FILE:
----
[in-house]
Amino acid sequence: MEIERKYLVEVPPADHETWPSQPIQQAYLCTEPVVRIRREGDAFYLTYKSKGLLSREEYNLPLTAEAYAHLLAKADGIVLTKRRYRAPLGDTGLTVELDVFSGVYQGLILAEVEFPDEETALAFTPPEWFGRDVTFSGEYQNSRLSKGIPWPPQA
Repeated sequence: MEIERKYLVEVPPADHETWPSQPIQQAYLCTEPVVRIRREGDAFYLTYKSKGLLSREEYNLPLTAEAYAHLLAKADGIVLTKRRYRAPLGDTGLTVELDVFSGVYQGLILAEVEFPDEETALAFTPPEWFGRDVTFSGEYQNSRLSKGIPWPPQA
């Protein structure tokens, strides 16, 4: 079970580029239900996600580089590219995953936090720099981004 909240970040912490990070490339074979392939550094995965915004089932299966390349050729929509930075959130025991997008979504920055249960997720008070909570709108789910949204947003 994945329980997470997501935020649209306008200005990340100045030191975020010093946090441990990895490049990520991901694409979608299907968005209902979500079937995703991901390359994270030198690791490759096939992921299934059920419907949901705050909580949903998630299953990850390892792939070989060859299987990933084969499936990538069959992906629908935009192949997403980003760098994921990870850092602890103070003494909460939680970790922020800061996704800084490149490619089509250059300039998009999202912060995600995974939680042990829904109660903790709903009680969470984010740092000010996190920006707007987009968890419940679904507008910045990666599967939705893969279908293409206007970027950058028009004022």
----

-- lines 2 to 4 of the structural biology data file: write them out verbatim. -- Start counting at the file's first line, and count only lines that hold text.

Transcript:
Amino acid sequence: MEIERKYLVEVPPADHETWPSQPIQQAYLCTEPVVRIRREGDAFYLTYKSKGLLSREEYNLPLTAEAYAHLLAKADGIVLTKRRYRAPLGDTGLTVELDVFSGVYQGLILAEVEFPDEETALAFTPPEWFGRDVTFSGEYQNSRLSKGIPWPPQA
Repeated sequence: MEIERKYLVEVPPADHETWPSQPIQQAYLCTEPVVRIRREGDAFYLTYKSKGLLSREEYNLPLTAEAYAHLLAKADGIVLTKRRYRAPLGDTGLTVELDVFSGVYQGLILAEVEFPDEETALAFTPPEWFGRDVTFSGEYQNSRLSKGIPWPPQA
């Protein structure tokens, strides 16, 4: 079970580029239900996600580089590219995953936090720099981004 909240970040912490990070490339074979392939550094995965915004089932299966390349050729929509930075959130025991997008979504920055249960997720008070909570709108789910949204947003 994945329980997470997501935020649209306008200005990340100045030191975020010093946090441990990895490049990520991901694409979608299907968005209902979500079937995703991901390359994270030198690791490759096939992921299934059920419907949901705050909580949903998630299953990850390892792939070989060859299987990933084969499936990538069959992906629908935009192949997403980003760098994921990870850092602890103070003494909460939680970790922020800061996704800084490149490619089509250059300039998009999202912060995600995974939680042990829904109660903790709903009680969470984010740092000010996190920006707007987009968890419940679904507008910045990666599967939705893969279908293409206007970027950058028009004022």